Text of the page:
Public transportation in Alaska is quite limited – most towns don’t get train or bus service, and the services that do exist are few and far between. In search of maximum flexibility, many outside visitors tend to choose rental cars as their main mode of transportation.
Alaska enjoys a wide selection of rental companies; this includes all the familiar big-name brands, as well as some smaller, locally owned operations. The big brands will often offer better rates, but their vehicles won’t be allowed on unpaved roads. If you plan on driving one of Alaska’s famous gravel roads (the Denali Hwy, the Mccarthy Road or the Dalton Hwy, to name a few), your best solution is to rent locally.
Yes, Alaska is as big as advertised. However, the road system covers only about a quarter of it. With some planning, it’s fairly easy to plan driving days of no more than 4-5 hours max. These are still lengthy drives and you should definitely be prepared (get those Spotify playlists ready), but if you plan correctly you’ll be fine.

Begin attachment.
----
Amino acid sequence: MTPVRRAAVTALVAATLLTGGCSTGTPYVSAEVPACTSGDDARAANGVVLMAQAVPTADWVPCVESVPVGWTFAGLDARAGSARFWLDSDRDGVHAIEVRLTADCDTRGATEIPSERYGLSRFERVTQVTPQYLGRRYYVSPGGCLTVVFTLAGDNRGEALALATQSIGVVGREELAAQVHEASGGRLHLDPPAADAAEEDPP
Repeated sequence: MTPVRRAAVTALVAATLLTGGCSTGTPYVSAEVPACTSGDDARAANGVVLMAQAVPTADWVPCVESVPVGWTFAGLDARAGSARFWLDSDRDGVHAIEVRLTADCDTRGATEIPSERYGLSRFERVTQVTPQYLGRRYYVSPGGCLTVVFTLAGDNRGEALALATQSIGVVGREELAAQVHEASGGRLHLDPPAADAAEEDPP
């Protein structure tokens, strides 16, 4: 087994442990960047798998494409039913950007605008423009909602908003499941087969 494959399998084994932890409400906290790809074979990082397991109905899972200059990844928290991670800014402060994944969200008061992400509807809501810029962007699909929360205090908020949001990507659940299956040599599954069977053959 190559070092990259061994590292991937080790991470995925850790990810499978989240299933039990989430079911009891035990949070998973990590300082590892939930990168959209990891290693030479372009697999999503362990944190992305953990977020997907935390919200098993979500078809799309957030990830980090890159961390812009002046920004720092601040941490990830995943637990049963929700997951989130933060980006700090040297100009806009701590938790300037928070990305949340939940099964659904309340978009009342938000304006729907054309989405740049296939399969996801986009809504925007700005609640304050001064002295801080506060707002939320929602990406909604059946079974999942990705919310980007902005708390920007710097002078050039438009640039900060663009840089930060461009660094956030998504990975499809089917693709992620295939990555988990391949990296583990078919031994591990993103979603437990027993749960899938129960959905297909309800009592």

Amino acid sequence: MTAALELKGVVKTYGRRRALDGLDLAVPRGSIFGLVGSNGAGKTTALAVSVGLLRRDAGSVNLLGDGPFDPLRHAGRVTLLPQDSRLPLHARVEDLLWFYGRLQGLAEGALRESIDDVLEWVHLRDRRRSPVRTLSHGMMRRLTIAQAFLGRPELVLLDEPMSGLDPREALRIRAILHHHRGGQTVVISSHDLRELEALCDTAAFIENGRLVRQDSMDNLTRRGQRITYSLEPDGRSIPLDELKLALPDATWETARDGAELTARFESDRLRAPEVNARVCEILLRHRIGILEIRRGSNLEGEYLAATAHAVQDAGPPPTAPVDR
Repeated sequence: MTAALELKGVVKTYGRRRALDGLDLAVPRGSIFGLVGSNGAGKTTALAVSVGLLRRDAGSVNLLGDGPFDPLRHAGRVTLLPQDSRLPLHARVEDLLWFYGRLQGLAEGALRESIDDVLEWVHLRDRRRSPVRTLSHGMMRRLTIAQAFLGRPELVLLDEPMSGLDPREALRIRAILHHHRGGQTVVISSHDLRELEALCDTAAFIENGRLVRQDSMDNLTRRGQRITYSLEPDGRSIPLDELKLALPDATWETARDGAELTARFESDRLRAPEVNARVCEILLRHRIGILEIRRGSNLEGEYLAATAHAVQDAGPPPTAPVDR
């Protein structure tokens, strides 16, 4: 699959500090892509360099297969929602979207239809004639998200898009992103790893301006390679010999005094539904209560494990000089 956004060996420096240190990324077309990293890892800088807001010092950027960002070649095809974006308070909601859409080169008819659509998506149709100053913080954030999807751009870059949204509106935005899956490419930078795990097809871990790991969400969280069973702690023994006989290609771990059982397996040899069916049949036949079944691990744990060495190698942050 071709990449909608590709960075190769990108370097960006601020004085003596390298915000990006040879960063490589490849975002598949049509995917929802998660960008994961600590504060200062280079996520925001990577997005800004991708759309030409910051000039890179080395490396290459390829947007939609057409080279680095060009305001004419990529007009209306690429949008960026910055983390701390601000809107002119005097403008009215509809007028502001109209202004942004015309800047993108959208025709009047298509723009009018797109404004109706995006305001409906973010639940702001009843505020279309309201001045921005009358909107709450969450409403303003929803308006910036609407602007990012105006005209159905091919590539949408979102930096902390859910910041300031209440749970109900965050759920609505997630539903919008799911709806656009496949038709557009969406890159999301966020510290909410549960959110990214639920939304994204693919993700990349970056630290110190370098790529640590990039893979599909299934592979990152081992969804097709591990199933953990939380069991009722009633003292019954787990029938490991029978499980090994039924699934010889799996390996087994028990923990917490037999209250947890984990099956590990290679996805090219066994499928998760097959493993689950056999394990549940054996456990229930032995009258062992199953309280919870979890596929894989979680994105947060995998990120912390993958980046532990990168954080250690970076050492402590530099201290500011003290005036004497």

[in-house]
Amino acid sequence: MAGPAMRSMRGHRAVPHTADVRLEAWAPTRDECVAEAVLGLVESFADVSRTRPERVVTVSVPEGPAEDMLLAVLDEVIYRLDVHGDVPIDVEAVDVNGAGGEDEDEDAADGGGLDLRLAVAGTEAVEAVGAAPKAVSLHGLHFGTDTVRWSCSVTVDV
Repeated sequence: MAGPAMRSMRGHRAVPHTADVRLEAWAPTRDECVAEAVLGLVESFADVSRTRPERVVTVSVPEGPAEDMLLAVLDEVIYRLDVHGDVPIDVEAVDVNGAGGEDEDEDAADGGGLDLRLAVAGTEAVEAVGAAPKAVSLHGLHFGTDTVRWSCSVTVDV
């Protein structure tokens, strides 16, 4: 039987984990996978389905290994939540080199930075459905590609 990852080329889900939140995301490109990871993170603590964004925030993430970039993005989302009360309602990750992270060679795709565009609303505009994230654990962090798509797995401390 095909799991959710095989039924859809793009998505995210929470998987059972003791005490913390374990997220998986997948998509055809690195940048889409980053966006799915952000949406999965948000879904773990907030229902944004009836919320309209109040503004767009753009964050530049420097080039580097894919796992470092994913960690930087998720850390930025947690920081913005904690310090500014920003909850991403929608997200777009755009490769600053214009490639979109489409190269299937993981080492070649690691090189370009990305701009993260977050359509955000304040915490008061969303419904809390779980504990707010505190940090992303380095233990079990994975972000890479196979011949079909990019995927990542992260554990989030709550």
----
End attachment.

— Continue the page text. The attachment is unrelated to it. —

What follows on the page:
Of course, most Alaskan roads offer fantastic views, with plenty of opportunities to stop and explore along the way. To top things off, sunlight in Alaska during the summer months is almost endless. Unless you come in September or later, darkness is not an issue.
Alaskan highways are good! Well, most of the time. The vast majority of roads is well maintained. Summer is construction season in this area of the world, so occasional delays should be expected. A few of the highways are unpaved, but even these remote roads get consistent government TLC and are being worked on consistently.
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